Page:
From the very first page, Like Vanessa conveys the hopes and fears of a girl who wishes for a different life. Nessy Martin is fourteen years old and living in Newark with her alcoholic grandfather, her mostly absent father, and her older cousin. Her mother left when she was just four years old, and Nessy has never understood why.
The book takes place in the 1980s, just as Vanessa Williams becomes the first black woman to be crowned Miss America. Nessy dreams of being crowned herself, hoping that she can somehow win her mother’s approval. Though it scares her, she is convinced to enter a beauty pageant at her middle school, and in the process of preparing for the competition, she learns a great deal about herself and about the meaning of true beauty.
Nessy’s descriptions of the local gang, the bodegas, and the music she hears drifting into her window at night bring her urban setting to life. Her understandings of her family members—a grandfather trying to forget, a cousin struggling with the safety of his differences—paint vivid portraits.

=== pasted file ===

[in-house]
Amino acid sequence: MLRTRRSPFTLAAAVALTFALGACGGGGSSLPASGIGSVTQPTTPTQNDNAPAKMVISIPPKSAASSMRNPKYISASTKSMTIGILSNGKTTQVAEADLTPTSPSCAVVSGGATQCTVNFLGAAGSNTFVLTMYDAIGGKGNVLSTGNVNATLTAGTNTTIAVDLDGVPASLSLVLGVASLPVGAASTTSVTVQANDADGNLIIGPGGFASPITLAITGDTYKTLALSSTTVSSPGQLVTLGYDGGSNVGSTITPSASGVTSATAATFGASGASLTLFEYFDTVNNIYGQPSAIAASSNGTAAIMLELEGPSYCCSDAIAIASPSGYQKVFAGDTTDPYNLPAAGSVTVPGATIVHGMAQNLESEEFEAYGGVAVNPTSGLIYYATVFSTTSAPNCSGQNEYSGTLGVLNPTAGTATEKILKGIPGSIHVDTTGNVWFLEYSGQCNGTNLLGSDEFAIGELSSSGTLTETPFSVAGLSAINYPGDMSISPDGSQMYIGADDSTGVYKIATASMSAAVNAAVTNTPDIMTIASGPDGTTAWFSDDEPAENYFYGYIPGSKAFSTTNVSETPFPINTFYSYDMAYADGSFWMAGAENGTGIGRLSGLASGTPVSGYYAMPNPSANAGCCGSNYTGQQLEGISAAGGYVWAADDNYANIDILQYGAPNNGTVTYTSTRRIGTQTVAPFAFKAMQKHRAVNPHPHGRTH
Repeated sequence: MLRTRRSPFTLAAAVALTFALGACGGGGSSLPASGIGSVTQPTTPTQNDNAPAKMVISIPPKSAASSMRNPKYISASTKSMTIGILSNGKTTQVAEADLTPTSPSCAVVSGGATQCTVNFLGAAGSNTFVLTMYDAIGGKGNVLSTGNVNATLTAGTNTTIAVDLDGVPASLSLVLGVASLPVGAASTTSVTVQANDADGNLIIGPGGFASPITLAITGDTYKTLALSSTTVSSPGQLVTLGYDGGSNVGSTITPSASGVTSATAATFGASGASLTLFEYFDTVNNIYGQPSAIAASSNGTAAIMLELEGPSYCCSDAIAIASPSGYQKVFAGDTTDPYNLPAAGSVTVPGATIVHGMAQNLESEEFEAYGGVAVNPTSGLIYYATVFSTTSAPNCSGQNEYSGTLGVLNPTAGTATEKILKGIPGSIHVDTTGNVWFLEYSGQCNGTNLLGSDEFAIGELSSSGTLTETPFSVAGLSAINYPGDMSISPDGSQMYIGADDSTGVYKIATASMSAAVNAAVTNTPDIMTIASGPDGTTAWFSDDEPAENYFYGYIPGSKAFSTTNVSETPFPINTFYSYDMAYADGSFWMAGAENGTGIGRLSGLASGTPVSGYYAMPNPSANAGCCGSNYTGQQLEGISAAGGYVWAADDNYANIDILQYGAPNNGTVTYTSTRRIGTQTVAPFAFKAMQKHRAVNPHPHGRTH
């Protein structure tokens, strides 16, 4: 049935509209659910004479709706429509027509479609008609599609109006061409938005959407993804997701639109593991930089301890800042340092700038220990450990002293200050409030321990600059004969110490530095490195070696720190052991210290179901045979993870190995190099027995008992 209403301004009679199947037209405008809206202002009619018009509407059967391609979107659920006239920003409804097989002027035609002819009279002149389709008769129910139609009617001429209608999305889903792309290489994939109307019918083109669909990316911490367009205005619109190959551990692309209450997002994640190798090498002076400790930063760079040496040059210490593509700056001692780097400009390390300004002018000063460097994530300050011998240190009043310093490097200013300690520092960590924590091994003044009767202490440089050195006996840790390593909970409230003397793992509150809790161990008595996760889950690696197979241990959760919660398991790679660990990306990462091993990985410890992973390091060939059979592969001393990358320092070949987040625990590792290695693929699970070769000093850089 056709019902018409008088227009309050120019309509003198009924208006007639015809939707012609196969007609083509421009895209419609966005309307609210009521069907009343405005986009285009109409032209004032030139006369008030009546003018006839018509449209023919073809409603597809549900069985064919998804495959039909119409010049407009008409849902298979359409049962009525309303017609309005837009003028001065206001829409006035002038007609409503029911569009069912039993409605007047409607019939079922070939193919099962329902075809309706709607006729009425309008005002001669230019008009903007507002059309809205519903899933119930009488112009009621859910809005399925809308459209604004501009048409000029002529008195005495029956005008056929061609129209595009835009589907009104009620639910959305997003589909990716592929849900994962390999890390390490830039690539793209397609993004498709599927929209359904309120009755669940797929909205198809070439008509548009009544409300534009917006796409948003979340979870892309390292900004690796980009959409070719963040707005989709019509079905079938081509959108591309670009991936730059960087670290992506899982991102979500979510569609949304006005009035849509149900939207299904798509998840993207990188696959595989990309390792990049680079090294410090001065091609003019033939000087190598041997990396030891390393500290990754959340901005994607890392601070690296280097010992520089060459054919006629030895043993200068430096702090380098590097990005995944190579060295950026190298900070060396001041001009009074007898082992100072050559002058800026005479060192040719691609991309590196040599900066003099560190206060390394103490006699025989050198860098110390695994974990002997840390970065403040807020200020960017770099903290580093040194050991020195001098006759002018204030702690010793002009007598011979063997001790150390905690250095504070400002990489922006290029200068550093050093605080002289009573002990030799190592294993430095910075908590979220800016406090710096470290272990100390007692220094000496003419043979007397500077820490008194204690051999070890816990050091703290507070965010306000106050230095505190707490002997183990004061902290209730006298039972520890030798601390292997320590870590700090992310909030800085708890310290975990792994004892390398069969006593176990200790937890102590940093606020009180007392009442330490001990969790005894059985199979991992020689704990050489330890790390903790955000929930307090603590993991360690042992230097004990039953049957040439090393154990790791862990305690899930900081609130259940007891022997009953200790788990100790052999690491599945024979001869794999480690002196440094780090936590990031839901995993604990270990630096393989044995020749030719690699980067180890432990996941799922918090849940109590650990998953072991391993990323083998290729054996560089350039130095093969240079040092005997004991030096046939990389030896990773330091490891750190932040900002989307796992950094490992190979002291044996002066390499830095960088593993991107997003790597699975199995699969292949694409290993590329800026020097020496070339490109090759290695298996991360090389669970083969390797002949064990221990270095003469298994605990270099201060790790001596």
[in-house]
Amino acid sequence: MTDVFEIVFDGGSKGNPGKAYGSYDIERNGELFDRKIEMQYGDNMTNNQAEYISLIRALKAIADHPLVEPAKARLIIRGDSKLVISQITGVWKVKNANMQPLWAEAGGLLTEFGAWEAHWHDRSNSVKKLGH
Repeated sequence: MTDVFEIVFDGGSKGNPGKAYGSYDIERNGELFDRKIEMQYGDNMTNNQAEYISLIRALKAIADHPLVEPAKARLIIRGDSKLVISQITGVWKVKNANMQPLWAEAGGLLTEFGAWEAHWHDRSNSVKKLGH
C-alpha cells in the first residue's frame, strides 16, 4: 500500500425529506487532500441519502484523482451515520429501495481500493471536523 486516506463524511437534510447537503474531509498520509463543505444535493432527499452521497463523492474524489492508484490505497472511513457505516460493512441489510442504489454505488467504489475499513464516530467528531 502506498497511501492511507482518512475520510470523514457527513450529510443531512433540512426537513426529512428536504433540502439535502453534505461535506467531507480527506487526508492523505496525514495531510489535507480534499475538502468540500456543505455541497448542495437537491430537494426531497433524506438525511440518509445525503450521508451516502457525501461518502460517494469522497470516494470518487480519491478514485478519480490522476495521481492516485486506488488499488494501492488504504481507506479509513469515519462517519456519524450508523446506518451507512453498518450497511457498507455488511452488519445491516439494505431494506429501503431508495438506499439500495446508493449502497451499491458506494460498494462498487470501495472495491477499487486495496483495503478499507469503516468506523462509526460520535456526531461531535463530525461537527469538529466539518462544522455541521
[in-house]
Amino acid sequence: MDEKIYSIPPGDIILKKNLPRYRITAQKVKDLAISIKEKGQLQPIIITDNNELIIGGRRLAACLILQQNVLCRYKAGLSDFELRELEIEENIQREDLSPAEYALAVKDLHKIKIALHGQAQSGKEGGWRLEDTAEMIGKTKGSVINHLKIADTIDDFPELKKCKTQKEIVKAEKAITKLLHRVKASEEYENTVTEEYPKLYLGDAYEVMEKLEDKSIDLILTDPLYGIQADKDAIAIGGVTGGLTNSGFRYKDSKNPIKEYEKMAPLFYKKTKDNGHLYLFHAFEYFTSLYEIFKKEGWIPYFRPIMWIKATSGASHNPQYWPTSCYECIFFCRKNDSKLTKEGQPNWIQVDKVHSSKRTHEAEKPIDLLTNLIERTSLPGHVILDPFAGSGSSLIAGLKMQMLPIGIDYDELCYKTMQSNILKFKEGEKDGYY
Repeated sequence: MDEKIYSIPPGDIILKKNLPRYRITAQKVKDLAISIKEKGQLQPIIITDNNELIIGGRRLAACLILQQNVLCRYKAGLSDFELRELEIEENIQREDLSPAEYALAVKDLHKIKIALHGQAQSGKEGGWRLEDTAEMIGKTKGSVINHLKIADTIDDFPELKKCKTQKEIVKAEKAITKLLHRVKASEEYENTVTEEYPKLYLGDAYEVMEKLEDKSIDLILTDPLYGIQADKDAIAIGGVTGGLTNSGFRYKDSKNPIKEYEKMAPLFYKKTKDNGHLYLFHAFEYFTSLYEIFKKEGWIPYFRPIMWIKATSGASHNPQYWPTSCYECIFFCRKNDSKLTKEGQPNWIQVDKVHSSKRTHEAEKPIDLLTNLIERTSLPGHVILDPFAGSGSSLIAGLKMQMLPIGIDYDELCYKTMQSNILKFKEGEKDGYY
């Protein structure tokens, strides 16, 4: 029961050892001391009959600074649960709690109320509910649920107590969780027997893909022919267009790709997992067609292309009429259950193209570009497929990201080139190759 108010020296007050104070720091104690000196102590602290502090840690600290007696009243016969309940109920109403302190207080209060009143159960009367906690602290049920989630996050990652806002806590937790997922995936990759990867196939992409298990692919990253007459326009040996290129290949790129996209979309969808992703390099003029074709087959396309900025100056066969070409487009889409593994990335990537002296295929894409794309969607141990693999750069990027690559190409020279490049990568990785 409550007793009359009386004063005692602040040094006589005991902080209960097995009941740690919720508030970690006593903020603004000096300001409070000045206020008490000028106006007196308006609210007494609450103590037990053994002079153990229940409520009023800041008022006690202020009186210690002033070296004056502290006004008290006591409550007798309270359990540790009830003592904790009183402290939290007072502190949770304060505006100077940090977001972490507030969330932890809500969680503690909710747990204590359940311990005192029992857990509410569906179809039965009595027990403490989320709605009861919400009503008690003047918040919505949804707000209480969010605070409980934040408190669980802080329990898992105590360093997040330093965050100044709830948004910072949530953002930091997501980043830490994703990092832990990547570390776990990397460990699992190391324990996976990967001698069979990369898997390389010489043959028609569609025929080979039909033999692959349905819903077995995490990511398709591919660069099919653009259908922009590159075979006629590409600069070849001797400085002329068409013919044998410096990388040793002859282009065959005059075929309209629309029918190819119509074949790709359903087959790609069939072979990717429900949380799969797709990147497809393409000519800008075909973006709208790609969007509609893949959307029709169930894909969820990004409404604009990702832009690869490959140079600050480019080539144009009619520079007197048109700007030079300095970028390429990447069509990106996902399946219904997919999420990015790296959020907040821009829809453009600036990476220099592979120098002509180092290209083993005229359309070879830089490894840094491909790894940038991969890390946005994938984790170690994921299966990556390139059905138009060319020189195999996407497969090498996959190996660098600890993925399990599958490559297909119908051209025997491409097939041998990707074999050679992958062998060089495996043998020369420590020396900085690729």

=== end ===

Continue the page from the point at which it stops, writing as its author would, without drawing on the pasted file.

Nessy’s desires and dreams of wealth and glamour are relatable, as is her lack of self-esteem. As, for the first time, her friends and family help her see the strong, talented, and beautiful young woman that she is, young adult audiences may be helped to similarly embrace how they, too, are worthwhile.
Like Vanessa is an emotionally potent, engaging young adult story with a heroine whom it is impossible not to root for. The life lessons that Nessy learns are relevant and worthwhile for everyone.
Disclosure: This article is not an endorsement, but a review. The author of this book provided free copies of the book to have their book reviewed by a professional reviewer. No fee was paid by the author for this review. Foreword Reviews only recommends books that we love. Foreword Magazine, Inc. is disclosing this in accordance with the Federal Trade Commission’s 16 CFR, Part 255.